My wife, Laurel, and I recently celebrated our 56th (I think it was) anniversary. Our children and grandchildren, thankfully, made it possible for us to do it. The event gave me occasion to revisit, in my own mind, a conversation that Laurel and I have had over the years about our own spiritualities. I’ve thought a lot about conjugal spirituality and even written about it (“Images of an Ordinary Conjugal Spirituality,” Spiritus: A Journal of Christian Spirituality [fall 2020], 20:2, 231-249). But I haven’t yet told the whole truth, at least in public. This is what I propose to do here, with the following idiosyncratic spiritual reflections, as an encouragement for you to revisit the dynamics of your own spirituality and to see what you can see, afresh.
Somewhere in the midst of our long, beautiful, and, on occasion, stressful married life, Laurel and I started to compare notes about our own spiritual lives. I don’t recall which one of us came up with the image, but this, for better, for worse, for richer, for poorer, is it. Spiritually, she’s more like an avocado and I’m more like an onion (!).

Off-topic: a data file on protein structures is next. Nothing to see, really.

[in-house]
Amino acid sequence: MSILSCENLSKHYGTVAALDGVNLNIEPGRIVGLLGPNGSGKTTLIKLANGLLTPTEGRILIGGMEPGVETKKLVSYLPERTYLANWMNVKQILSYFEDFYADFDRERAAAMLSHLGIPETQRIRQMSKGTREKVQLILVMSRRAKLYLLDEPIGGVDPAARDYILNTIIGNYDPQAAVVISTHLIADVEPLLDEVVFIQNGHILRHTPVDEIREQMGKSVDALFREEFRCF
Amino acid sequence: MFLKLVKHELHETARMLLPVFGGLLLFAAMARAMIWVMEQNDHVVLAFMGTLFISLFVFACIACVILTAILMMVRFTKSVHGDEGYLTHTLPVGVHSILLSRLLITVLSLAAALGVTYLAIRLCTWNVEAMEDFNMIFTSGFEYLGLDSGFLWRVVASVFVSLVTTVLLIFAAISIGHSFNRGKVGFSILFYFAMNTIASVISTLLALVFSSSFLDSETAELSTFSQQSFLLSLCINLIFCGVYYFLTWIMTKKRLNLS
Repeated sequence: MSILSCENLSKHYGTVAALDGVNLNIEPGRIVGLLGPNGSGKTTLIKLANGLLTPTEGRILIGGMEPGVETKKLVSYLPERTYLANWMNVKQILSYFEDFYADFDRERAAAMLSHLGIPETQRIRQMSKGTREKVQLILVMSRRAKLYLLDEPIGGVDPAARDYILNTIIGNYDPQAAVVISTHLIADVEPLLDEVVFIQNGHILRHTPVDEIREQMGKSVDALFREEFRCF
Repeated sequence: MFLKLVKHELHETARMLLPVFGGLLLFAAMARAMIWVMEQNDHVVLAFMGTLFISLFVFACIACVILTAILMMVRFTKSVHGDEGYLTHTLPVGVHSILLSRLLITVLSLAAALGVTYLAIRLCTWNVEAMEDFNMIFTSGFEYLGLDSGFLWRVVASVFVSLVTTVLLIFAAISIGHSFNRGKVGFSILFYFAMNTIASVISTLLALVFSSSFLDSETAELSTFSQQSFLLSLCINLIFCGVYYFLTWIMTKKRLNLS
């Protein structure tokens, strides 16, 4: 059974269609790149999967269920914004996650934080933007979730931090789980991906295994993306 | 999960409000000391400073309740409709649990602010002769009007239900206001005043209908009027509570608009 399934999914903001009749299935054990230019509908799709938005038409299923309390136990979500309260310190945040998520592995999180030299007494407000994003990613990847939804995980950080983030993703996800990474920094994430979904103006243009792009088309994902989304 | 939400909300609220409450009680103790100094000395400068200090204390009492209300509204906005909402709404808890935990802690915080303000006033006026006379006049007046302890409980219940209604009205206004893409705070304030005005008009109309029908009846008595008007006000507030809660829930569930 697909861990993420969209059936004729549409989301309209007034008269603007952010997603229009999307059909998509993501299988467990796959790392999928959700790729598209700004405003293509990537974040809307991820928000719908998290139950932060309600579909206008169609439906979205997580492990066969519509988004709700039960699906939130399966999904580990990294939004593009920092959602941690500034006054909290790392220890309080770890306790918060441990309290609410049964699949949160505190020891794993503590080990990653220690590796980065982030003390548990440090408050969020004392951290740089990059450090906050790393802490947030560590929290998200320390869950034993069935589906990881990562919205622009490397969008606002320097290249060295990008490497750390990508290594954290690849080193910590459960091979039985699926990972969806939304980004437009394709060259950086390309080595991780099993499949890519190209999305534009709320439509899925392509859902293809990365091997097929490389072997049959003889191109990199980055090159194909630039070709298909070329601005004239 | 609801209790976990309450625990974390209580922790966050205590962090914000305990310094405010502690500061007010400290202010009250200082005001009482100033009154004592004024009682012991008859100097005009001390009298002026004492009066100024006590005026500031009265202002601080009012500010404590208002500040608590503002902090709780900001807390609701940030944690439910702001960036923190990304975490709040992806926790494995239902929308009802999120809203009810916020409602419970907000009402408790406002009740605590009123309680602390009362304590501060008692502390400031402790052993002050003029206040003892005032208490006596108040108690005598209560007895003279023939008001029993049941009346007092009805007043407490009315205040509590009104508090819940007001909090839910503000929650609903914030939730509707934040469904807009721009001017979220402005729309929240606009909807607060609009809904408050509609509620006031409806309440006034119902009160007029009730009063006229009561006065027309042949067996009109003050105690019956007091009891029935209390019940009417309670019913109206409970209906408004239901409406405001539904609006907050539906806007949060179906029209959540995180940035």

She has a solid spiritual center, pretty much summed up by the words so frequently attributed to John Wesley that she learned in Sunday School: “Do all the good you can, in all the ways you can, to all the souls you can, in every place you can, at all the times you can, with all the zeal you can, as long as ever you can.” Constantly embracing the good – that’s the heart of the matter, for her.
I perceive myself as having a number of inner spiritual layers, onion-like, but with nothing at the core of my being. Do I think that my innermost self is nothingness? Yes. That thought may sound strange, but I’m inspired by it, as I often recall the traditional Christian teaching that God creates the world out of nothing (ex nihilo). Nothingness, in that sense, is this world’s Divine Milieu. Hence I welcome the confluence of inwardness and nothingness.